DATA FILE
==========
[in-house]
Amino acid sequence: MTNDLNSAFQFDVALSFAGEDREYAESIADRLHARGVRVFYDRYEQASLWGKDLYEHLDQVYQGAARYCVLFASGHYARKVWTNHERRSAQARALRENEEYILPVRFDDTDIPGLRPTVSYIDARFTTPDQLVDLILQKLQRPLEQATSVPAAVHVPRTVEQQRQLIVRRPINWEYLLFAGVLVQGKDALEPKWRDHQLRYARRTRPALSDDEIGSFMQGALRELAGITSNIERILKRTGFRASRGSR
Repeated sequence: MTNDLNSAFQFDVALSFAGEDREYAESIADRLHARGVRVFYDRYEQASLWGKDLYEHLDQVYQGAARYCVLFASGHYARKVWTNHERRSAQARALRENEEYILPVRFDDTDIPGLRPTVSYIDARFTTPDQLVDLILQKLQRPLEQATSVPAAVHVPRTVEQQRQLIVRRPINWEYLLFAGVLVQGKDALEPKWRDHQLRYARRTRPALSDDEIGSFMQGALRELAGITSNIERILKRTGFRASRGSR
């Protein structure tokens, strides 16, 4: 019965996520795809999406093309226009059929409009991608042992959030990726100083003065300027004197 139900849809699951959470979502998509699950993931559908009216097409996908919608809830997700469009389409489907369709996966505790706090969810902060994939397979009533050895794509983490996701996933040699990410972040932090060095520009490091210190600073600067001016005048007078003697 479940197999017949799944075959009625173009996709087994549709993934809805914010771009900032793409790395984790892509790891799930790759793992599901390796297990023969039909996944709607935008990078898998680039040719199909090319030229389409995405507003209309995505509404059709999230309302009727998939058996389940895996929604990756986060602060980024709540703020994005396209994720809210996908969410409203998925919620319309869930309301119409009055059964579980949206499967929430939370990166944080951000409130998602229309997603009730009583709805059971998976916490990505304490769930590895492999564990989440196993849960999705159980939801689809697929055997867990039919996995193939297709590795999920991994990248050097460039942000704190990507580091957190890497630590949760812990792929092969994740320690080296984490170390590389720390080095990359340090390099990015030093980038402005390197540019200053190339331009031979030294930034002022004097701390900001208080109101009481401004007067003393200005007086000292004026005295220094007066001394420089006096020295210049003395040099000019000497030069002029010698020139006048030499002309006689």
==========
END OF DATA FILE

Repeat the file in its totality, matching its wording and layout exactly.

[in-house]
Amino acid sequence: MTNDLNSAFQFDVALSFAGEDREYAESIADRLHARGVRVFYDRYEQASLWGKDLYEHLDQVYQGAARYCVLFASGHYARKVWTNHERRSAQARALRENEEYILPVRFDDTDIPGLRPTVSYIDARFTTPDQLVDLILQKLQRPLEQATSVPAAVHVPRTVEQQRQLIVRRPINWEYLLFAGVLVQGKDALEPKWRDHQLRYARRTRPALSDDEIGSFMQGALRELAGITSNIERILKRTGFRASRGSR
Repeated sequence: MTNDLNSAFQFDVALSFAGEDREYAESIADRLHARGVRVFYDRYEQASLWGKDLYEHLDQVYQGAARYCVLFASGHYARKVWTNHERRSAQARALRENEEYILPVRFDDTDIPGLRPTVSYIDARFTTPDQLVDLILQKLQRPLEQATSVPAAVHVPRTVEQQRQLIVRRPINWEYLLFAGVLVQGKDALEPKWRDHQLRYARRTRPALSDDEIGSFMQGALRELAGITSNIERILKRTGFRASRGSR
């Protein structure tokens, strides 16, 4: 019965996520795809999406093309226009059929409009991608042992959030990726100083003065300027004197 139900849809699951959470979502998509699950993931559908009216097409996908919608809830997700469009389409489907369709996966505790706090969810902060994939397979009533050895794509983490996701996933040699990410972040932090060095520009490091210190600073600067001016005048007078003697 479940197999017949799944075959009625173009996709087994549709993934809805914010771009900032793409790395984790892509790891799930790759793992599901390796297990023969039909996944709607935008990078898998680039040719199909090319030229389409995405507003209309995505509404059709999230309302009727998939058996389940895996929604990756986060602060980024709540703020994005396209994720809210996908969410409203998925919620319309869930309301119409009055059964579980949206499967929430939370990166944080951000409130998602229309997603009730009583709805059971998976916490990505304490769930590895492999564990989440196993849960999705159980939801689809697929055997867990039919996995193939297709590795999920991994990248050097460039942000704190990507580091957190890497630590949760812990792929092969994740320690080296984490170390590389720390080095990359340090390099990015030093980038402005390197540019200053190339331009031979030294930034002022004097701390900001208080109101009481401004007067003393200005007086000292004026005295220094007066001394420089006096020295210049003395040099000019000497030069002029010698020139006048030499002309006689």